Posts Tagged ‘rss’
More information/commentatry related to our RSS question a few weeks ago.
RSS is more than aggregation — it’s the new personalization: “A recent press release concerning ArnoldIT‘s Google monitoring service piqued my interest. It turns out to be a nicely formatted aggregation page for Google blogs. The most recent five blog entries (or titles therefrom) are grouped together by category. Google has over 70 different blogs (for everything from Gears and Gadgets to OpenSocial and Chrome). Keeping up with them all is nearly impossible. Hence the ArnoldIT aggregation service, dubbed ‘Overflight.’
While handy in its own right, Overflight is not available as an RSS feed. It also doesn’t seem to be searchable. So I decided to see if I could mash together my own version of Overflight (tailored to my own research needs), using Yahoo Pipes, the visual Web-app builder.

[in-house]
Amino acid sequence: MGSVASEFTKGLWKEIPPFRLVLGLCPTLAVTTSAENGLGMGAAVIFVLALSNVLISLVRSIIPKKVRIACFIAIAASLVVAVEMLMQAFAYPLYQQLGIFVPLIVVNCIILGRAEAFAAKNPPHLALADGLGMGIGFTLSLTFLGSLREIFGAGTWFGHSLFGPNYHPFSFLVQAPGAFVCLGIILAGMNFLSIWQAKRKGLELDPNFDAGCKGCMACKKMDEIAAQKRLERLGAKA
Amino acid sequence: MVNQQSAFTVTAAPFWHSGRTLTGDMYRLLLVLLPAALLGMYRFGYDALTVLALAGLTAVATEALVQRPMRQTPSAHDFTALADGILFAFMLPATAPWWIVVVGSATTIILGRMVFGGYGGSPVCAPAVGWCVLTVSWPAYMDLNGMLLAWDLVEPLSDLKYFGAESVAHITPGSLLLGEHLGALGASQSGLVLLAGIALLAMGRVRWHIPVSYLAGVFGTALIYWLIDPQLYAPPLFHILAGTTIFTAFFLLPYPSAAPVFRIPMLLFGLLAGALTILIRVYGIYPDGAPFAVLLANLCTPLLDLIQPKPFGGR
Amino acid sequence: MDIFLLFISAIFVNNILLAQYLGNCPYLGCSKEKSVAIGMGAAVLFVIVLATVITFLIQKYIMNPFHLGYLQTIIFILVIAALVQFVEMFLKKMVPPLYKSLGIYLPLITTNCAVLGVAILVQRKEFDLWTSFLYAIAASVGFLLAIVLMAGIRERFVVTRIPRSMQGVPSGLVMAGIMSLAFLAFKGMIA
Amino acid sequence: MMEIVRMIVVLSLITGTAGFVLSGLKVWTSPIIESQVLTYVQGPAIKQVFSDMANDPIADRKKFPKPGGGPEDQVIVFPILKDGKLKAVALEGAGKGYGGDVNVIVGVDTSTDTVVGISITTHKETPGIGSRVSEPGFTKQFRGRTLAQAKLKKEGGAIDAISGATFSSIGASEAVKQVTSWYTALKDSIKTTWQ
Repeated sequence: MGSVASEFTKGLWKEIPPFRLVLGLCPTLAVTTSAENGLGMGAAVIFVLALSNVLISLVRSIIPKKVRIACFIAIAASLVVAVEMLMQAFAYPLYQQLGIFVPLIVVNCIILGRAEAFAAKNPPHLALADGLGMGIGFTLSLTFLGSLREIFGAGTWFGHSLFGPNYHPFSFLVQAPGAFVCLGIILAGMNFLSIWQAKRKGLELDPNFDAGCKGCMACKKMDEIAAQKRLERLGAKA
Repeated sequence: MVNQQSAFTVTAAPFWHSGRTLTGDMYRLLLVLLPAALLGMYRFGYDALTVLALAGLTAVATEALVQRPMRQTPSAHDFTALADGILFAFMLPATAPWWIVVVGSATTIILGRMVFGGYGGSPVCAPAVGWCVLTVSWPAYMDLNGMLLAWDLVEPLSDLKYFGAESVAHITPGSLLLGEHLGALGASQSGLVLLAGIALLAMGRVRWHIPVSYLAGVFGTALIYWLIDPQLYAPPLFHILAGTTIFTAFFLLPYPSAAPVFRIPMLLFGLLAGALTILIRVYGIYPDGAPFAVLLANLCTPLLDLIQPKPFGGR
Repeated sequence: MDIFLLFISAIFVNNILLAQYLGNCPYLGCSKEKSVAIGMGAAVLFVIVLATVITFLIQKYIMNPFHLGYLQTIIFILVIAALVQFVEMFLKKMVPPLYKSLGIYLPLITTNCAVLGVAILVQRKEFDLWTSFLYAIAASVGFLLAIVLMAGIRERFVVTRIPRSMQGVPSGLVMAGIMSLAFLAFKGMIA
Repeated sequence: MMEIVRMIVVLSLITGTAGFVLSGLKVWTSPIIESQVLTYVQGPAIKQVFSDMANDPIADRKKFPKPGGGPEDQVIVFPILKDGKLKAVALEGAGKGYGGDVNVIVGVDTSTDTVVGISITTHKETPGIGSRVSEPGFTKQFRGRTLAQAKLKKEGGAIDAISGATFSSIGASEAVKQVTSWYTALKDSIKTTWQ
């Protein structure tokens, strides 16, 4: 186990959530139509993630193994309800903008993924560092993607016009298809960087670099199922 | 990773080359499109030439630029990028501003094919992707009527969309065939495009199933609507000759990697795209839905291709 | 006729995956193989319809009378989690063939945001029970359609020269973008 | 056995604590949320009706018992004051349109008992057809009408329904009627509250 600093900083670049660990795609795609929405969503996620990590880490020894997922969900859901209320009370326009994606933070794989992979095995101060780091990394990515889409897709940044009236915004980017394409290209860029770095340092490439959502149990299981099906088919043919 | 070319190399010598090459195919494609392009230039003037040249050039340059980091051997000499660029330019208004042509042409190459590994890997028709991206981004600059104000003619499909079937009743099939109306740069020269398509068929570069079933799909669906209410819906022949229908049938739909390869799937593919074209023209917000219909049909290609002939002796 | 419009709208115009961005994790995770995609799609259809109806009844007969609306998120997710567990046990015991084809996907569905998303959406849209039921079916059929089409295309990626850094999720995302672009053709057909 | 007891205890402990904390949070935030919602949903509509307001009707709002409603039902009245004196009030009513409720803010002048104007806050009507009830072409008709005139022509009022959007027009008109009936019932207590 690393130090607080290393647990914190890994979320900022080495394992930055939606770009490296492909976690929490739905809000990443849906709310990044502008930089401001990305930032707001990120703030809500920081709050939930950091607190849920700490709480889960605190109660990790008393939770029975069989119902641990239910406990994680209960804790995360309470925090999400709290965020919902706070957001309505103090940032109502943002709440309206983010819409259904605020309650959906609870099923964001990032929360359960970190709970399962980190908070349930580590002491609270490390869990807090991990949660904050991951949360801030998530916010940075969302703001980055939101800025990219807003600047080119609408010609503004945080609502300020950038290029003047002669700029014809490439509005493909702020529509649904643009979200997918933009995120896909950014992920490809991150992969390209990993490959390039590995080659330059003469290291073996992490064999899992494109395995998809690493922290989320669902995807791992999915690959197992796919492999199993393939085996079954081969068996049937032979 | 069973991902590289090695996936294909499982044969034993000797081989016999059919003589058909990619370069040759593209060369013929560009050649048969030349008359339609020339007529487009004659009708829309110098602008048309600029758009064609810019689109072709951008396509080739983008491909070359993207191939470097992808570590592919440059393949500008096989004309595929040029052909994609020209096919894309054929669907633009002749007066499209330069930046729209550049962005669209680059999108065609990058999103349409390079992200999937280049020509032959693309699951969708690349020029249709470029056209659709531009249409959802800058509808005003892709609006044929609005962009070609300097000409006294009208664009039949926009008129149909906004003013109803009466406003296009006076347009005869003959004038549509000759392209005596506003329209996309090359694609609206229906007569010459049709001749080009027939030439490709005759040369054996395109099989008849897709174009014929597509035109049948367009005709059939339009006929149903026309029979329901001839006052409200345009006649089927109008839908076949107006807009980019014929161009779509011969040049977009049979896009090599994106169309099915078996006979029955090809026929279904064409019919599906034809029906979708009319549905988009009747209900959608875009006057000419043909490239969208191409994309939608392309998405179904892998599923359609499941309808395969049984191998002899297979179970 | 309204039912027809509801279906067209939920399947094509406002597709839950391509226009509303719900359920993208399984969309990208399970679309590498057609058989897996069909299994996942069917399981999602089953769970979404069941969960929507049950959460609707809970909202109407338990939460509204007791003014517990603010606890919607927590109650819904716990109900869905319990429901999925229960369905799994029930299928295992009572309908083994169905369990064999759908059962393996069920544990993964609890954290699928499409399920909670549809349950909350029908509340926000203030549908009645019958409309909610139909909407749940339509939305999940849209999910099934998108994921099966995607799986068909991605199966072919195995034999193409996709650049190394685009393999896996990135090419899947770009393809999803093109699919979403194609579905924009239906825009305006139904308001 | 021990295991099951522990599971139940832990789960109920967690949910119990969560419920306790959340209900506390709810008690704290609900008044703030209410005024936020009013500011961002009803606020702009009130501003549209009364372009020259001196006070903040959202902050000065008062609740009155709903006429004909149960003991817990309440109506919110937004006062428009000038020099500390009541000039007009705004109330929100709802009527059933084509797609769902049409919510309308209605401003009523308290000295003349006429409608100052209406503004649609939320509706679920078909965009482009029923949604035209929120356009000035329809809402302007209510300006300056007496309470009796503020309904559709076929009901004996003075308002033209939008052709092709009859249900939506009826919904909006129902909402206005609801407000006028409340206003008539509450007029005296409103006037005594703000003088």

As it turns out, I was able to cobble together an Overflight workalike in a matter of 90 minutes or so (give or take a bag of microwave popcorn). I didn’t have time to aggregate all 70-something Google blogs, so I concentrated just on the twelve developer blogs that are of particular interest to me. My app is on the Pipes site as Google Developer Blogs Super-Feed, which you can subscribe to here.
With my super-feed, you can see the title, description, and content for the most recent 8 blog entries in all twelve Google developer blogs that I chose to aggregate (AJAX Search API, Gears, Gadgets, OpenSocial, Open Source, Mashup Editor, Web Toolkit, App Engine, Google Code, iGoogle, Desktop, and Data API blogs). That’s 96 entries total. Actually, it can be less than that if a blog is cross-categorized, since I included logic that removes duplicates.